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Making gender pay equality come true

Jakarta | Wed, March 15, 2017 | 02:23 pm
Making gender pay equality come true On average, men earn US$140 for every $100 a woman is paid. (Shutterstock/File)

Management teams across Indonesia celebrated International Women’s Day by recognizing the success of women and reflecting upon what still needs to be done to establish a level playing field in the office.

Only 50 percent of working age women are active in the labor force, compared to 76 percent of men. On average, men earn US$140 for every $100 a woman is paid.

An increase in the female labor force results in faster economic growth. By reducing the gap in employment between women and men, the International Labor Organization estimated that an additional $1.6 trillion output could be generated.

So how do we best go about the task of increasing women’s participation in the workforce?

Indonesian women need to ensure that they are digitally fluent, immersed in technology and employ career strategies that can help them advance as quickly as men.

That means embracing lifelong learning and taking advantage of digital and tech opportunities at their universities and at work.

Our research found that undergraduate women in Indonesia tend to have the same career ambitions as men. For example, 92 percent of women undergraduates in Indonesia consider the availability of jobs before deciding on a field of study versus 89 percent of men. Money is a factor in deciding a field of study for both genders (49 percent for women and 52 percent for men).

However, while Indonesia’s undergraduate women recognize the value of digital and technology skills, they are lagging behind their male classmates, setting themselves up for slower advancement and a wider pay gap in their professional lives.

Specifically, 74 percent of male undergraduates in Indonesia say they adopt new technology quickly, compared to 64 percent of Indonesia’s women undergraduates. Eighty-five percent of men have taken a computer or coding module, but only 77 percent of women undergraduate students have taken similar courses.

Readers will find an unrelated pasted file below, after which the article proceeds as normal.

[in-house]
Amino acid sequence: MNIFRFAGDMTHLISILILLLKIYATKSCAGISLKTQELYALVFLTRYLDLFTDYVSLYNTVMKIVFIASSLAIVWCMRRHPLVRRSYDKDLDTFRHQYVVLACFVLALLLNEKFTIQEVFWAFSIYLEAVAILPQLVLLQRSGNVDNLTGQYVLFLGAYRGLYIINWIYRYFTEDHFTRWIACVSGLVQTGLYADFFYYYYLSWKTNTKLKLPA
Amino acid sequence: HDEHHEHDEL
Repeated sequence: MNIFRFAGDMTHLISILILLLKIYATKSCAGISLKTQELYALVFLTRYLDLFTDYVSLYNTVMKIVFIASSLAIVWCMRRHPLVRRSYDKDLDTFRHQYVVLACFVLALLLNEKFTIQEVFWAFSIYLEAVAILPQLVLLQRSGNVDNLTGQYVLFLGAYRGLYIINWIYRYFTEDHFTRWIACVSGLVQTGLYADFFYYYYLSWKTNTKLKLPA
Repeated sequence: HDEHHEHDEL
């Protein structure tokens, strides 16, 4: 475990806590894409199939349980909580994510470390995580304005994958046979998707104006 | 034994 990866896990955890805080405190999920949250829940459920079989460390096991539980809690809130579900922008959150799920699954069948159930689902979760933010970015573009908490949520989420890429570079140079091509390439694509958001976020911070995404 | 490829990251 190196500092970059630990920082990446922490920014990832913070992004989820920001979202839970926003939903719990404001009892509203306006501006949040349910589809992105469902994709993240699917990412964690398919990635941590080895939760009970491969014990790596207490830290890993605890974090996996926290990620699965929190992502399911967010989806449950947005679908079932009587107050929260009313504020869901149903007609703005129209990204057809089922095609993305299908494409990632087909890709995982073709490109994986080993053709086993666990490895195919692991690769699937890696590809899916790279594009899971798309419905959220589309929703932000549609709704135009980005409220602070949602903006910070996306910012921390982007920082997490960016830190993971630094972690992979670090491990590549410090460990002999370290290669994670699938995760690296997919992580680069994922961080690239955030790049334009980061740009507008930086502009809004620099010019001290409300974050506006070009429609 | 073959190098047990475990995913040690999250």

Honing digital skills may start in university but it does not end there. Tech immersion means keeping up with the latest technology throughout a career. At the same time, the onus is not just on women.

Business leaders must understand the dynamics that can attract non-working women into the workforce and encouraging those who are employed to remain there.

Working environments that emphasize flexible working empowered by digital and mentorship programs, lifelong learning and transparency and benchmarking around salaries tend to attract and retain talent.

Government support is crucial too. Making sure the digital infrastructure is in place is essential. The Palapa Ring Project, one of the national strategic projects stipulated in Presidential Decree No. 3/2016, which aims to develop a nationwide fiber-optic network and provide a backbone for a national information superhighway, is a good start.

So is the 12-year compulsory education program that was introduced last year that requires parents to send children to school and for the government to cover costs. Technology cannot work if people are not educated.

This would at least be in line with what President Joko “Jokowi” Widodo recently stated in regards to the need to increase the proportion of human resources with educational qualifications in Indonesia, which is only 7.2 percent of the workforce. Neighboring Malaysia’s education score has reached 20.3 percent and the countries of the Organization for Economic Cooperation and Development (OECD) have reached 40.3 percent.

Students’ interest in science, technology, engineering and mathematics (STEM) is an important focus as well. Teachers should try to make STEM appealing and accessible to young women at every grade level to ensure the workforce of the future starts out on a level playing field.

This will also help answer the President’s concern about Indonesia’s deficit of engineers. There are only 2,671 engineers per one million inhabitants, compared to Malaysia at 3,333 engineers, 9,037 in Vietnam and 25,309 in South Korea.

Gender pay equality is not just about pay checks, it is about opportunity. It is only possible if everyone works together to make it happen.

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